The double standard of defining who is black and who is Indian was responsible for the erasure of numerous Indian peoples and also the erasure of African America–Native American intersections and kinship relations, which were and continue to be an integral part of American reality.

The language of race was not the only contributor to the subjugated histories of African–Native American relations. European hegemony, what Forbes dubbed the “white hub”, the tendency to construct a master narrative which centralized Europeans as the major historical players of the story of the Americas at the expense of other narratives ignored, for example, the commingling and intermarriage of African and Native American peoples. As Forbes poignantly contended in his article “The Manipulation of Race, Caste, and Identity,” “There is no denying but what the image of the ‘Great White Fornicator’ is a popular one, exalted (as it were) by a vast folklore and accepted as valid almost without seeking proof.” Certainly, there was commingling and intermixing between peoples of African and European descent. That is a historical and contemporary fact that cannot be denied, although some would like to do so. Yet, as his large body of work attest, the story does not end there.

As Forbes stated, “…seeing white people as the hub or focus has led to the serious neglect of extremely significant social phenomena including the intersection of [Native] Americans and Africans directly with each other.” The complex interrelationship of peoples of African and Native American descent is of similar importance, a story worth telling for generations to come.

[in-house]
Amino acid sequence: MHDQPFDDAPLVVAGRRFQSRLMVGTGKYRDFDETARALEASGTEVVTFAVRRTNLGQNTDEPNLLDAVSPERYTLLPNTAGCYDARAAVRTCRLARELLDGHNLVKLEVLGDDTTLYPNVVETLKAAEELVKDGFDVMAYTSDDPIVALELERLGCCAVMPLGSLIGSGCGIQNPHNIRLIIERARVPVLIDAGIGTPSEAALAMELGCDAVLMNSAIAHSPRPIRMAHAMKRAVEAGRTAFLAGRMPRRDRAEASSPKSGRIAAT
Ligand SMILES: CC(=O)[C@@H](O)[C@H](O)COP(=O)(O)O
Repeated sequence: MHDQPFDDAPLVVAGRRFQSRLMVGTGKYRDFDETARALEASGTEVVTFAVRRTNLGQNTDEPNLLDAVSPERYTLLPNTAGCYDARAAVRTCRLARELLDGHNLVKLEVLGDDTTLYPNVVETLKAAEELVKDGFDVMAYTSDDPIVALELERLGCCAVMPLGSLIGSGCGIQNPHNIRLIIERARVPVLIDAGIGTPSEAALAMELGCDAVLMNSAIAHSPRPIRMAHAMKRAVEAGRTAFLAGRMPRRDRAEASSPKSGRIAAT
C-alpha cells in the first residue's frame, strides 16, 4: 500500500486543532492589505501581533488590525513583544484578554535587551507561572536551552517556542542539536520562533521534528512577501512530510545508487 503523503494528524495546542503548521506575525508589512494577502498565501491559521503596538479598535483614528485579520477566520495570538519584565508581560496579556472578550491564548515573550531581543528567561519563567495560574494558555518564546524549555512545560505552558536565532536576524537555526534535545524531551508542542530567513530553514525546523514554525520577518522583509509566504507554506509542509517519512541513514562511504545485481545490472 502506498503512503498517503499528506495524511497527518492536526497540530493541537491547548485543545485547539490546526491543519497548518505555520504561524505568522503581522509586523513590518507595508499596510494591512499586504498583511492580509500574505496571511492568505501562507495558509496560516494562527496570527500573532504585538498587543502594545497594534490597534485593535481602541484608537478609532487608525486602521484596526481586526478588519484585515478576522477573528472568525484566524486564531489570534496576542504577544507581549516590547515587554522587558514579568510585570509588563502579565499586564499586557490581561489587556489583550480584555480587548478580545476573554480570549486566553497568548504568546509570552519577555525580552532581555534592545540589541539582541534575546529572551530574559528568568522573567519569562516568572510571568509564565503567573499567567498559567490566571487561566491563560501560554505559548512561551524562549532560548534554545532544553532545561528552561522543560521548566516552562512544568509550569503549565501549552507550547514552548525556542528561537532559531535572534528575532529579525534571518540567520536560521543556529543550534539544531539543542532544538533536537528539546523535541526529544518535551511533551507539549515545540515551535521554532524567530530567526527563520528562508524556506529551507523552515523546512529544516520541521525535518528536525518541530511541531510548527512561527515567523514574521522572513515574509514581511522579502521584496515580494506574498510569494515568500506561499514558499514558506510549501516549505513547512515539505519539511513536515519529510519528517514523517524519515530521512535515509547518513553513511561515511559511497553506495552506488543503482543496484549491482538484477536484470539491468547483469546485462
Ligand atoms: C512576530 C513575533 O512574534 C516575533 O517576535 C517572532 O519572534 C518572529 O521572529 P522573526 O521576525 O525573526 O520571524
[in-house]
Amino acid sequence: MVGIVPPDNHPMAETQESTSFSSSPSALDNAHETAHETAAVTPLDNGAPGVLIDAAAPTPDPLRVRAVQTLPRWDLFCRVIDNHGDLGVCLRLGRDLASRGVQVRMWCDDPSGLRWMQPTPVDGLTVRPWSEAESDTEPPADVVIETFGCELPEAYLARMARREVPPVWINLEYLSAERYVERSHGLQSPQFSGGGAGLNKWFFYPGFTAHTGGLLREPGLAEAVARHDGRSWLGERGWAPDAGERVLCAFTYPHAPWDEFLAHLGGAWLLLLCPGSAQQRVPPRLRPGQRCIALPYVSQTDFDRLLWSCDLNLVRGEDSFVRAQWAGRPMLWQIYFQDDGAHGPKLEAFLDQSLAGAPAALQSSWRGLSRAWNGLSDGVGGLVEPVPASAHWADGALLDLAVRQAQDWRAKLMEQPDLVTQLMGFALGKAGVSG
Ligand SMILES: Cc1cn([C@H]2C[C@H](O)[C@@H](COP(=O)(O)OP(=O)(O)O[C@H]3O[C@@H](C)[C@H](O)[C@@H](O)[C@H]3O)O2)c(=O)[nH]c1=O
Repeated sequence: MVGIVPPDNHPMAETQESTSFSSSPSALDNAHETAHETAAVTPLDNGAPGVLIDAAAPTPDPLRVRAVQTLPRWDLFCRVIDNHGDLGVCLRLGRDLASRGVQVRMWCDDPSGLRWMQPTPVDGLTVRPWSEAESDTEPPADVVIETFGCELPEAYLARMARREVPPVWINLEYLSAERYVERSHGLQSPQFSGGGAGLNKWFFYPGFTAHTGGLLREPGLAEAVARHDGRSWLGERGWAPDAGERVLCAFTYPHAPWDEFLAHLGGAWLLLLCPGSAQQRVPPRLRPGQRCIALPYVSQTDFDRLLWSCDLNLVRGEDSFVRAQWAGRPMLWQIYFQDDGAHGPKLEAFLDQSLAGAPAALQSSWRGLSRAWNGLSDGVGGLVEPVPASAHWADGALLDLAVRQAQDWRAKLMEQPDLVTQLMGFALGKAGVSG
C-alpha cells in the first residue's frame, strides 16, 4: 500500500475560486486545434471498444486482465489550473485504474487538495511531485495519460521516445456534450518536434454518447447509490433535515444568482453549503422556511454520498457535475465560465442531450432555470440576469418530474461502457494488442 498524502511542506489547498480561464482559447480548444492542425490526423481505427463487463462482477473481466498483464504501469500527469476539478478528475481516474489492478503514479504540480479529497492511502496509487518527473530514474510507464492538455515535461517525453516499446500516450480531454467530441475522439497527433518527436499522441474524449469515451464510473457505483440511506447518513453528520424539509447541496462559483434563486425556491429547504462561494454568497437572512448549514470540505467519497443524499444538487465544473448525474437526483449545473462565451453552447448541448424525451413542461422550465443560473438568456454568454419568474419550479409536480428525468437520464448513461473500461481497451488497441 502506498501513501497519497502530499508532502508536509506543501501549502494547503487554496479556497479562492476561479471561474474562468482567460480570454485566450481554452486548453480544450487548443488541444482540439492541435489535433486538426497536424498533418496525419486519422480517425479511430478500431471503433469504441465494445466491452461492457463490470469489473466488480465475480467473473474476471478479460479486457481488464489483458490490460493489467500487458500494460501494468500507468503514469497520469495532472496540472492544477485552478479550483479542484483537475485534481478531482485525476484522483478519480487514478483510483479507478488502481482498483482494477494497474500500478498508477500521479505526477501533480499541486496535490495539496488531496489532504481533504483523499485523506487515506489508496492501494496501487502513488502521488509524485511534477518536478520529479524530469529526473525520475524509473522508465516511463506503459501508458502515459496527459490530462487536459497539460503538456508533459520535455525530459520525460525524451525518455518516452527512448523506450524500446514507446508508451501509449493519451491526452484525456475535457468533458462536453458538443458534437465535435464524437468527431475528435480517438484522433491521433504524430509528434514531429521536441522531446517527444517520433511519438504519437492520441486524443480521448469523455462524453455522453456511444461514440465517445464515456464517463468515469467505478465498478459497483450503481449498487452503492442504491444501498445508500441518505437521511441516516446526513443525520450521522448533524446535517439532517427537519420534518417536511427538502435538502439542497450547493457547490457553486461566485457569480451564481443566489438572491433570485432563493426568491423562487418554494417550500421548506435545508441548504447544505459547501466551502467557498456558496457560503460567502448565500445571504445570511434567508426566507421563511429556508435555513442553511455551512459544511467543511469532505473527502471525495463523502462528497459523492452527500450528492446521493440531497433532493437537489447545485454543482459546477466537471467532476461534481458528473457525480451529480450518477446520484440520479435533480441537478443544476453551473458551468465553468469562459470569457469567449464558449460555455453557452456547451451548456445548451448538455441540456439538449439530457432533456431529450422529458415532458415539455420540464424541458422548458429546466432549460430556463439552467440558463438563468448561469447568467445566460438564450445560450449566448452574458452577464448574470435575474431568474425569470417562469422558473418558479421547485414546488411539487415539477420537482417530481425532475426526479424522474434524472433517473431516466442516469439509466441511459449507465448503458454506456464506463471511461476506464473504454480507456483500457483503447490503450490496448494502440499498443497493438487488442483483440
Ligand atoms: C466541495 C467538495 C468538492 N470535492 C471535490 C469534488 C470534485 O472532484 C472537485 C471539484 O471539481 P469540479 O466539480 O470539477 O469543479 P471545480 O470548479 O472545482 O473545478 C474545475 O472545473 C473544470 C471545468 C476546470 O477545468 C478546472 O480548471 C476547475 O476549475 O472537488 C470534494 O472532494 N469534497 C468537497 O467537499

Carter G. Woodson

Carter G. Woodson

Forbes’s commitment to engage in the decolonizing practice which placed the stories of Indigenous Peoples and their social interactions with non-Europeans at the center was not always popular; but we are so much better for it. I do not think that in 1920 when Carter G. Woodson, the father of African American history, called for an examination into “the relations of the Negroes and the Indians …” that he could have imagined that such depth of scholarship was possible. At the time he dubbed the history of Negro-Indian relations “the longest unwritten chapter in the history of the United States.” Woodson’s statement is now obsolete as there is an abundance of works including monographs, anthologies, journal articles, documentaries, and artistic representations which testify to the validity and viability of African-Native American Studies (with more to come).